Archive for July, 2014

Credit And Blame

It really was against all the odds…

The nail that burst the tyre, just before the oil-slick, just before the bend, just as an oncoming vehicle's wiring short caused the main beam to come on and dazzle the driver, so that he lost control but skidded off the road just at the right point to hit the eight-foot wide rotten wooden gate—the only soft point in half a mile of stone wall—and plough to a halt in a nice soft field. (more…)

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The Hutton Delusion

Gentle Reader, I have made a Decision!

The Bob Hutton posts are taking up too much of the religion/secularism/etc content of this blog, so I've begun a new one, The Hutton Delusion, just for him. 'cause I'm nice like that. My reply to his latest post is up already, so feel free to wander over and scoff—at me, at him, or at both.
Daz (more…)

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A Cracked Pot

Brave Sir Bobby's posted again. Ho hum.

Basically it's the same as his previous post. "Your immortal soul is more important than footie, blah-de-blah-de-blah," with some casual racism, re: Germans (mostly, to be fair, attitudes which he’s ascribing to third-parties), thrown in for good measure. I can't find much to say about it really, except to point out that I don't know anyone who, if they believe or were to believe, that souls and damnation exist, would think football more important than avoiding eternal torture. Given which, his point is, well, not very pointy.

Anyways, I said I'd match all his posts so folks, if they wish, can leave copies of comments here, which have mysteriously disappeared there. So this rather perfunctory post fulfils that promise.


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An Inspector Calls

This story is a great demonstration of my maxim that any headline which ends in a question mark can be answered by the word "no". The reason why journalists use that style of headline is that they know the story is probably bullshit, and don't actually have the sources and facts to back it up, but still want to run it.
Ian Betteridge, 2009

Reading Giles Fraser's latest effort on the Grauniad's "Comment is free" section, my first reaction, I have to admit, wasn't so much to answer the question posed in his title—Are modern detectives the new priests?—but rather to ask a question of my own. How on Earth does someone get paid for writing this drivel?

For starters, in an essay consisting of eight paragraphs, he doesn't address his thesis until the end of the fourth; the bulk of his first four being not much more than padding by means of a review of a TV detective show—True Detectives—which happens to feature some religious aspects and an atheist detective. When he finally removes his amateur film-critic hat, he says: "For it's arguable that the very genre of detective fiction is intimately bound up with collapse of religious faith."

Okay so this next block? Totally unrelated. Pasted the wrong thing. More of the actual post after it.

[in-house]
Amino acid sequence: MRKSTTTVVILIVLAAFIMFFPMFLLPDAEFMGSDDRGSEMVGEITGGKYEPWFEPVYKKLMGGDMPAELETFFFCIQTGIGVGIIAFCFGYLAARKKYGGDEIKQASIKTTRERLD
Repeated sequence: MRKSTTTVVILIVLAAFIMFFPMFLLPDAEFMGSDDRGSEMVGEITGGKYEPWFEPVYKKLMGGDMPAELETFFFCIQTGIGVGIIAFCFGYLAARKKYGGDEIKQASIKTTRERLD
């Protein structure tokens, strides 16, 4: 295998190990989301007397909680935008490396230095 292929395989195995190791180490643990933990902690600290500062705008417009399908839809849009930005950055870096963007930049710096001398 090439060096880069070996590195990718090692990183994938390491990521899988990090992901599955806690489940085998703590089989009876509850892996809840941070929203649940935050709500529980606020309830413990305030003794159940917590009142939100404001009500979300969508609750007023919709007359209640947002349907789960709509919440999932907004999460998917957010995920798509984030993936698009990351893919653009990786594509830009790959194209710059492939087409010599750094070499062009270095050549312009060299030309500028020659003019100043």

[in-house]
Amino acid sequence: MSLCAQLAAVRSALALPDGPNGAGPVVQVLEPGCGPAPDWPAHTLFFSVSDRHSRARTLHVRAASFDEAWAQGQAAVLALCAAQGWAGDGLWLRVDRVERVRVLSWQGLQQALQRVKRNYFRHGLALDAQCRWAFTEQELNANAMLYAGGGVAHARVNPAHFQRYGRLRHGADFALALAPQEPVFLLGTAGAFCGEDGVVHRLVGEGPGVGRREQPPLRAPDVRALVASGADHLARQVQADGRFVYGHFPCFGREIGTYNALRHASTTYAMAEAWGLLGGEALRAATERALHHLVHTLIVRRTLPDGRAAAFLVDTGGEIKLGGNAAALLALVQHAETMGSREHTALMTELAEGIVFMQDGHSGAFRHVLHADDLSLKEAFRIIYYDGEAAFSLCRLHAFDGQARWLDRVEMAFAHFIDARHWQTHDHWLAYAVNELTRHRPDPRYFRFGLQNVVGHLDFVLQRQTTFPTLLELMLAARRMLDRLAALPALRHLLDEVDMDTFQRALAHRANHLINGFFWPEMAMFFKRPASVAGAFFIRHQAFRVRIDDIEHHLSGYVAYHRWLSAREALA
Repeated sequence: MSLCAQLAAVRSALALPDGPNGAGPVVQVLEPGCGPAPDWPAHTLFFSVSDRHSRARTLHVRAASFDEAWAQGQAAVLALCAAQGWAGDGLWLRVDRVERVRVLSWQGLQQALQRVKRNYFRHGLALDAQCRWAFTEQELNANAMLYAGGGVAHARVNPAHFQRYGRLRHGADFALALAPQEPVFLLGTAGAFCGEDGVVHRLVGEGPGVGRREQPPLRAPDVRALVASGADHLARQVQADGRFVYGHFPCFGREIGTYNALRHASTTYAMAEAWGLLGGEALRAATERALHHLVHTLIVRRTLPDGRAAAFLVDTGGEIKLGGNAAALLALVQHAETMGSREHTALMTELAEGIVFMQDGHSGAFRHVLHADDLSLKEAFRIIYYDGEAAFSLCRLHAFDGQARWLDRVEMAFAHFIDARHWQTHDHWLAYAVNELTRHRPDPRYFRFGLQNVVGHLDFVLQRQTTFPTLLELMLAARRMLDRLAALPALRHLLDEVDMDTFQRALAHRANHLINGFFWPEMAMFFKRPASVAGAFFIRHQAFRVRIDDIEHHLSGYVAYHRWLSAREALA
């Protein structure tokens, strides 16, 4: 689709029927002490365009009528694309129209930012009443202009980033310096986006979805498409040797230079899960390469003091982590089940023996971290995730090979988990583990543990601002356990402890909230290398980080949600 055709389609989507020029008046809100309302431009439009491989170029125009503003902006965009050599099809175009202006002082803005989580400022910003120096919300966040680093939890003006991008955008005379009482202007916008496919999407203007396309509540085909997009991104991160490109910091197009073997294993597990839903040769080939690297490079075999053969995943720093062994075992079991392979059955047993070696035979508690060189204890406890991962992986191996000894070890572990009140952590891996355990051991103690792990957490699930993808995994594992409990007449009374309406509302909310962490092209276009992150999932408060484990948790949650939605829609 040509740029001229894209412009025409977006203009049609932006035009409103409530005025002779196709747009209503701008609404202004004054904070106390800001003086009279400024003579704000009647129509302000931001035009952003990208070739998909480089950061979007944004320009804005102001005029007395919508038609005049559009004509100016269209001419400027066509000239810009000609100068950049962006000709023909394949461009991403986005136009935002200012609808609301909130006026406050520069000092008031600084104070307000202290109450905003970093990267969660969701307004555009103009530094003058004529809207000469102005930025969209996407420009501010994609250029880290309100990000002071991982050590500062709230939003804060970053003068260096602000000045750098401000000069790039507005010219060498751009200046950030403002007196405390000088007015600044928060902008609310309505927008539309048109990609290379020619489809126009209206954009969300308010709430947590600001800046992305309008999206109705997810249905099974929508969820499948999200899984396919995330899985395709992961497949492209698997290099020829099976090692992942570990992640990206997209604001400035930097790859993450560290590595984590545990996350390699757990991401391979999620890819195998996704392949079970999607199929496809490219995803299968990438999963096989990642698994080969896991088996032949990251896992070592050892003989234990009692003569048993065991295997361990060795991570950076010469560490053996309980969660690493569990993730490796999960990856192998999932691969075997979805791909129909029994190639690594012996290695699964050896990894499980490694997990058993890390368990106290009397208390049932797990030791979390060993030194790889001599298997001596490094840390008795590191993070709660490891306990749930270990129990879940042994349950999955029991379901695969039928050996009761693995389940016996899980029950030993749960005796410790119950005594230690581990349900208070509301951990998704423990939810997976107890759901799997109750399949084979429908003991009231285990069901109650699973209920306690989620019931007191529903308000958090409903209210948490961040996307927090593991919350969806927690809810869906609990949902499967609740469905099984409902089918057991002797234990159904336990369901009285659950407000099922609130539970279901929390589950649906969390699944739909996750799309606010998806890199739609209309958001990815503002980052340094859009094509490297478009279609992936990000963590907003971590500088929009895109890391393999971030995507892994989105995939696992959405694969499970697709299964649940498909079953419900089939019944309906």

How-so?, you may ask. (more…)

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A Watched Pot

Hutton's posted again, this time on the general theme of priorities. (Y'know, I think he may actually have been reading some of my critiques of his posts! Not comprehending, mind—that might be too much to ask, and would probably prove a god exists, by way of being an actual documented miracle in its own right.)

He begins with a little anecdote which, by coincidence, kind of ties in with a few other bits and bobs I've read, watched programmes about and talked about offline lately:

Some weeks ago I witnessed a person get very angry because a kettle had been filled up and boiled for one person. This was a "waste of money". Strictly speaking, it is slightly (very slightly) more expensive to boil a full kettle than a part one (and of course, we mustn't forget the ozone layer, must we!) but what is a few pence compared to eternity?

Forgetting the eternity question for the moment… (more…)

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Peter Pan Planet

Throw last year's sofa on the fire;
It's out of date, positively dire!
I think it's time to change the phone
'cause green, you know, is last month's tone.
The car's as old as Nero's lyre;
Why, it's nearly worn through a set of tyres!
And we need to fit the kitchen anew;
The fridge clashes with my new blue shoes.

Peak resources? Get away!
The sun's still up so let's make hay.
Eternal growth, eternal fun!
Tomorrow's sorrows never come!
Forget tomorrow. Come, let's sing,
We want. We want! We want our shiny things!


[Image-source: sciencemuseum.org.uk]

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A petition by the National Secular Society:

The law requires all publicly funded schools, even non-faith schools, to hold a daily act of "broadly Christian" worship.

The law as it stands is an anachronism; the legacy of a society unrecognisable from the diverse and pluralistic Britain of today where citizens hold a wide variety of religious beliefs, including no religious belief.

Most people would agree that it's healthy for children to learn about a variety of religious, non-religious and secular philosophies and worldviews. That's all part of education. But worship is different. (more…)

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